you’ve got a question about overtime, you’ve got a difficult employee We handle all kinds of questions for you guys all the time and that’s that’s part of your membership and we’re happy to do that and really enjoy this relationship that we have Again, Steve is with us and he is from our Gulfport Mississippi office but also practices here in Louisiana and he will be chiming in We’ve sort of divided this and I’m gonna take the harassment discrimination side and that he is going to talk more about the ADA, FMLA, pregnancy discrimination aspects which will happen after the break Because we have about 50 minutes and a lot to cover, normally, the stuff that Steve and I are gonna talk about is almost a full day of training So I’m gonna say lace up your shoelaces and hang on tight because we’re gonna go quickly There will be time for questions at the end And this presentation will be made available to you so don’t feel like you need to sit there and jot a bunch of notes or take screenshots I really just want you to listen and process the information and if you have a question toward the end, then we will get to those Just a little bit of background about me I have not always been a lawyer And actually, you probably don’t like lawyers from who the same reasons that you don’t like lawyers But my background was in workforce development so I was on the management side and I used to put people to work I also a former bartender so I have worked in your industry as well Several years ago, I decided that I wanted to go do employment law and this is all I have done for over 10 years So I bring to you my practical experience from the HR and the workforce development world, couple that with the legal experience of working with businesses solely to help try to get you in compliance and keep you out of hot water Often times, I joke that if I work my way out of a litigation job, I’m okay with that because that means that employers are taking the time and they are investing in themselves and their businesses and their employees to make sure that they don’t become the next headline And ironically, I have started to work my way out of a litigation job because people are calling me before they make that termination decision They’re calling me when they get that harassment claim and we’re working through an investigation to try and limit your risk So with all of that background, let’s talk about trying to keep out of the employment discrimination and harassment news line So we’re here to reinforce the zero tolerance You should have a policy in place if you have, I would say if you have any employees at all Even if you are not technically covered by the law because you don’t even have 15 employees yet I think that it’s still a good idea to have a policy in place So we wanna reinforce that message Part of what today is about is I think we have to start reframing the culture of the hospitality industry I recognize having worked in it myself, many of us were very young when we started out It was our very first job A lot of us didn’t know what it meant to be professional And people who continue on in that industry over the years, a lot of times, the things that we learn, whether they’re good or bad, but sometimes bad habits continue to replicate themselves over time And so we don’t ever improve upon the culture of making sure that people are treating each other with respect, that we’re doing things the right way, that were being respectful and over time, what has happened is the culture has become, I think problematic where a lot of things are going on that we know shouldn’t be going on but we don’t know what to do to make it better So hopefully today, we will help you find ways to supervise and train and have a good productive workforce to make sure that these issues of harassment and discrimination are not occurring in your workplace because quite frankly, if you have ever been through any kind of litigation, whether it’s a harassment or discrimination claim or even something worker’s complaint, you know how time-consuming and expensive those are, you know how stressful that is and you know how much of a distraction it is from your business when you’re trying to fight a lawsuit So we wanna try and keep that from happening Of course, you should care ’cause it’s the right thing to do Right, we don’t want people to come to work I always say this because plaintiffs, lawyers always say, “Oh well, employers are so bad “and they hire these employees “and they don’t wanna pay him right “and they wanna treat him well “and kick them out on the curb.” I said think about that statement Does it really make sense that I’m going to spend all of my time trying to find the right person to make that job match, to bring them on, only to treat them poorly and to not pay them and then put them back on the street? Turnover is time-consuming and expensive And the more turnover you have, the less business that is getting done So the right thing to do is to obviously have a good productive working environment Of course, there’s the numbers aspect There’s personal liability involved with many of these claims Even if the company is considered the employer for purposes of a discrimination statute,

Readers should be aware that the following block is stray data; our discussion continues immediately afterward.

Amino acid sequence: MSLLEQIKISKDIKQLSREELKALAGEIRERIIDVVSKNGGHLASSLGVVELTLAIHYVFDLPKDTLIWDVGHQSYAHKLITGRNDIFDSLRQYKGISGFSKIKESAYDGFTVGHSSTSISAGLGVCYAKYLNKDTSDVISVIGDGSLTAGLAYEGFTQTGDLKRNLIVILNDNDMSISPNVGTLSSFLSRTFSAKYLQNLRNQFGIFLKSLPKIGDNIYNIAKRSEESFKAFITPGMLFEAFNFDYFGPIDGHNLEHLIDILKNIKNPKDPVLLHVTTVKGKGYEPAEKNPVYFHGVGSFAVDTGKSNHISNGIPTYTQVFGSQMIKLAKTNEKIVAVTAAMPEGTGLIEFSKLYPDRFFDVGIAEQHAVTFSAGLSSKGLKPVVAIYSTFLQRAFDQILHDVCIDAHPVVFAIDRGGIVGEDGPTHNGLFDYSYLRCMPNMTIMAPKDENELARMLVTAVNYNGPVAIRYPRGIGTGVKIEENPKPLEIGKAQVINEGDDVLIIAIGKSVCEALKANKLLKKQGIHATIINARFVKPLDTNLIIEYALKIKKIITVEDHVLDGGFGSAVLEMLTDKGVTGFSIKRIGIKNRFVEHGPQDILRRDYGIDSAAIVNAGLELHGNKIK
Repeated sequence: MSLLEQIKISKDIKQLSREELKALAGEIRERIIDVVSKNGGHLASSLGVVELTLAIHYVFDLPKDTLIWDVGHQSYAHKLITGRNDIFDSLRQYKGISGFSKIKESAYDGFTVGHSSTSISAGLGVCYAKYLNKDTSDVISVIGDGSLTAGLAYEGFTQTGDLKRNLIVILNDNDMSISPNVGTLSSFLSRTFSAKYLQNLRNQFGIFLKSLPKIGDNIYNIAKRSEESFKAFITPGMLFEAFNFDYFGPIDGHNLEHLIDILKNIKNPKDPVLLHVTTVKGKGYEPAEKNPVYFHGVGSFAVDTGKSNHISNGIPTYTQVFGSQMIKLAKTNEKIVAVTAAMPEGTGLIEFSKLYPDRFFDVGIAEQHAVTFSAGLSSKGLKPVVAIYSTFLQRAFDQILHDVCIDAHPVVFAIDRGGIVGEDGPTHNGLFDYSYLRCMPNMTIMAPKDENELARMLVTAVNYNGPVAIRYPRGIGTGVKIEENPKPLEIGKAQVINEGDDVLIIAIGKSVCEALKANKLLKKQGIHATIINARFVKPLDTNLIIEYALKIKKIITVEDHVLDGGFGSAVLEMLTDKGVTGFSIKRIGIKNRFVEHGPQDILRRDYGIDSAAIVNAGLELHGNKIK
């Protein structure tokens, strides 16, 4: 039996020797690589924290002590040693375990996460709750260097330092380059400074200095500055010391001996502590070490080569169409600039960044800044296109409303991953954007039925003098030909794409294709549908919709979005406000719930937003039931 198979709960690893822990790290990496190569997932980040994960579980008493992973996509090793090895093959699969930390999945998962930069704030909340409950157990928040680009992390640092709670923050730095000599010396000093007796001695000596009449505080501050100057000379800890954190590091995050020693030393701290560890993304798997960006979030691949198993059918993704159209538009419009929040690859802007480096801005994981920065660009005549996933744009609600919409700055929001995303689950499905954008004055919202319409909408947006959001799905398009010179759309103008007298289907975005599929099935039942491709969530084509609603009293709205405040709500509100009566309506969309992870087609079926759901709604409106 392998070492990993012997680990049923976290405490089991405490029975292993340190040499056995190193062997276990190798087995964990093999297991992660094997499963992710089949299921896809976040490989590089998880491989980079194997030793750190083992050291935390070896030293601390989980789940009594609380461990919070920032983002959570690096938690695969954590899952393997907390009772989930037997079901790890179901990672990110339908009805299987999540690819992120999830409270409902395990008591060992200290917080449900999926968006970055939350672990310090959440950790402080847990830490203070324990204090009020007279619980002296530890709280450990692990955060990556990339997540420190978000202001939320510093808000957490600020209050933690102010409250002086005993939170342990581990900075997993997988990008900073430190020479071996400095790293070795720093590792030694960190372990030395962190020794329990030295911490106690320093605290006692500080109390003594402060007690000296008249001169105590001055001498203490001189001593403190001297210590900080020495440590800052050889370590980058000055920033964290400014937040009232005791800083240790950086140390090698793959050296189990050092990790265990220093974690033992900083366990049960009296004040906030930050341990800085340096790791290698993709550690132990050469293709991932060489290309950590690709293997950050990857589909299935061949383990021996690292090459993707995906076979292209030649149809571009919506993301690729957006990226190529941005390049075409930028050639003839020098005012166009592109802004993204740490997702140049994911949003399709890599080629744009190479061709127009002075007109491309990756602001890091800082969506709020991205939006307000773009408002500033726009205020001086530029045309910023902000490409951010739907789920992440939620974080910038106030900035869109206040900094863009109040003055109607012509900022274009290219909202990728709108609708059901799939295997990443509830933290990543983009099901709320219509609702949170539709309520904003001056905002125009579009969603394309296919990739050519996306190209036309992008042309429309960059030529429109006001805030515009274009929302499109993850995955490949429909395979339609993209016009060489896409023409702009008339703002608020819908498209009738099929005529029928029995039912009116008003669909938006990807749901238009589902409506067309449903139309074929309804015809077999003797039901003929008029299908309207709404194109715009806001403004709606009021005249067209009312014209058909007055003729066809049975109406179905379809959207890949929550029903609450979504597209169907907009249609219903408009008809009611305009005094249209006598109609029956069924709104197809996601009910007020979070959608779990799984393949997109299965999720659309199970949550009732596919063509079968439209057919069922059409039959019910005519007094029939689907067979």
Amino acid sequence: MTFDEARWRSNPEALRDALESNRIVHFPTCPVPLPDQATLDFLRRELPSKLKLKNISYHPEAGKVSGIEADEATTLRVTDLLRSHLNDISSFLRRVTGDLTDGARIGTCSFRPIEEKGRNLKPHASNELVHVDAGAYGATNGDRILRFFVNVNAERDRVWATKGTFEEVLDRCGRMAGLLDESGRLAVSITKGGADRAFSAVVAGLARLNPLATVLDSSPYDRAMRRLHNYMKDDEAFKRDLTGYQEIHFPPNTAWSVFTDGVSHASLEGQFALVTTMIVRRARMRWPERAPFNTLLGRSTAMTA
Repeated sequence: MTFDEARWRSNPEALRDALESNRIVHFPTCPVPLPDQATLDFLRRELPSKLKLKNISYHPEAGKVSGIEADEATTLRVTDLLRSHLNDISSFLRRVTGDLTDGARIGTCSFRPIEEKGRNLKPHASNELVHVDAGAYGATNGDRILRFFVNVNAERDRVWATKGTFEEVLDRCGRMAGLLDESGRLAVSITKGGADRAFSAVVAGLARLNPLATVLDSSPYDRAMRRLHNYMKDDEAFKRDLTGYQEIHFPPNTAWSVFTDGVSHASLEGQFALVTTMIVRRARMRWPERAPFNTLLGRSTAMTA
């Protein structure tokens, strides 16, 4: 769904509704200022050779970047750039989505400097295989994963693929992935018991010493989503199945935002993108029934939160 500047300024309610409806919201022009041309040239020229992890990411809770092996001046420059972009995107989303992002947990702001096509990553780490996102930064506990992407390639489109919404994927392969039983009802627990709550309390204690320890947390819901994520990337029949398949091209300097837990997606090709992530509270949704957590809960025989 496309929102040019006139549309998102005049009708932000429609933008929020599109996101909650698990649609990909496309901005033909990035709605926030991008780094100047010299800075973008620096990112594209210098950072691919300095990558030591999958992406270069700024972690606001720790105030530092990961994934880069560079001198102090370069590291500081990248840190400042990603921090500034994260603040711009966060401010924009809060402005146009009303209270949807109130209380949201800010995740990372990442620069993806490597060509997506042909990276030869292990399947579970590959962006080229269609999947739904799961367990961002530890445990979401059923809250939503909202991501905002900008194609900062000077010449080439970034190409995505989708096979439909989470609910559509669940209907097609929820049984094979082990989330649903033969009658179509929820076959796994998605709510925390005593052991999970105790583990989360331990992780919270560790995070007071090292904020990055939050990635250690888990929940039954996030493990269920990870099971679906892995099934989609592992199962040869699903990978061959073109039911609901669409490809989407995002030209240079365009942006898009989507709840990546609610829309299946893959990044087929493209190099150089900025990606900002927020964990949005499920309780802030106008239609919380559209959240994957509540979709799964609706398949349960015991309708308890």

there are all kinds of state laws that will allow an employee or even an applicant or a customer to sue you personally for some other kind of tort It can result in people losing their jobs, it can result in people losing their businesses, the financial cost, particularly if you don’t have an insurance policy to help cover some of those costs can be exorbitant And then, of course, I think we all know that unhappy employees are unproductive employees At one point, I read a study that says it takes 21 positive comments to counteract one negative So think about how much negative stuff we hear during the day on the news from our friends, our family, other sources and think about how many do we really hear the 21 positive comments to counteract that one negative So if you’ve got someone in your work environment who is harassing your employees, whether it’s a customer, a manager, an owner, another employee, a vendor, are they really getting those 21 positive things to counteract that one negative each day? Probably not Lots of laws We could spend day talking about all of these laws that would bore you to tears But some of the ones that you need to be aware of that you’re covered by are listed here on the screen The main ones that we’re going to be talking about today are the federal discrimination law which is Title VII We’ve got the age discrimination law, the Americans with Disabilities Act, the Pregnancy Discrimination Act and the Equal Pay Act Those are the main ones that will be sort of in the background of our conversation today Louisiana also has its own employment discrimination law as well Covers many of the same classes but has some different remedies to it and some different prerequisites before you bring a lawsuit So who is covered by the discrimination laws? Everybody is Applicants, employees, your managers, your vendors, your customers, your clients, everybody is covered So even if the person doesn’t work for you If they are a third party and they come into your business and her and are harassing your employees, your staff, you could still be responsible for preventing a workplace that is free from harassment and discrimination And I know, having worked in a bar myself years ago, it was not uncommon to get hit on by customers It would happen, particularly the more that the drinks and I could make a really good drink and sometimes, they just didn’t realize that their inhibitions were going down so my tip would go up We know how it works But at time, we, as the employer, unfortunately, once we become aware that there is a situation, it is our duty to step in, to investigate and remediate the conduct so protected categories Again, these are a lot of categories but a lot of what we’re looking at today, of course, will be the sex and the gender which has been one of the most prevalent issues that we’re seeing in the news But as I’ll show you in a minute, actually, not the most prevalent claims being made Age, over 40, race, national origin, religion, disability, pregnancy and then of course, we have a slew of other federally and state-protected categories as well – Michelle, can I mention something? – Do that – When I was gonna school and going through the taking classes in law school, we were always taught that gender, sex discrimination and protection of females in the workplace, race discrimination and protection of minorities, an African-American in the workplace, it’s not what it is these days The law says that you’re protected on the basis of race and sex And that means both men, women, Caucasians, African-Americans and all ethnicities are protected in the workplace – Right, exactly – So the EEOC is the Federal Equal Opportunity Employment Commission and some of you may be very familiar with the EEOC for a variety of reasons but this is the federal agency that has been tasked with the enforcement efforts for several of those laws that I just mentioned Title VII, age discrimination, disability discrimination, pregnancy, Equal Pay Act and the genetic information non-disclosure act We don’t see that a whole heck of a lot so I’m not going to talk about that today But they most recently released their statistics of charges filed for fiscal year 2017 So there were over 84,000 charges filed around the country That is actually down about 6,500 charges from the previous year Retaliation claims are now, for the eighth year in a row, the most highest percentage of claims filed, nearly 42,000 And what retaliation means is I complained about something I engaged in protected activity I said I was being harassed, I said I was being discriminated against and you did something bad to me You fired me, demoted me, you docked my pay, you switched my shift, you did something bad to me The reality is, and Steve and I both find this, because we do a EEOC charges and the litigation that comes afterward, oftentimes, the person did not complain and they really don’t understand what retaliation means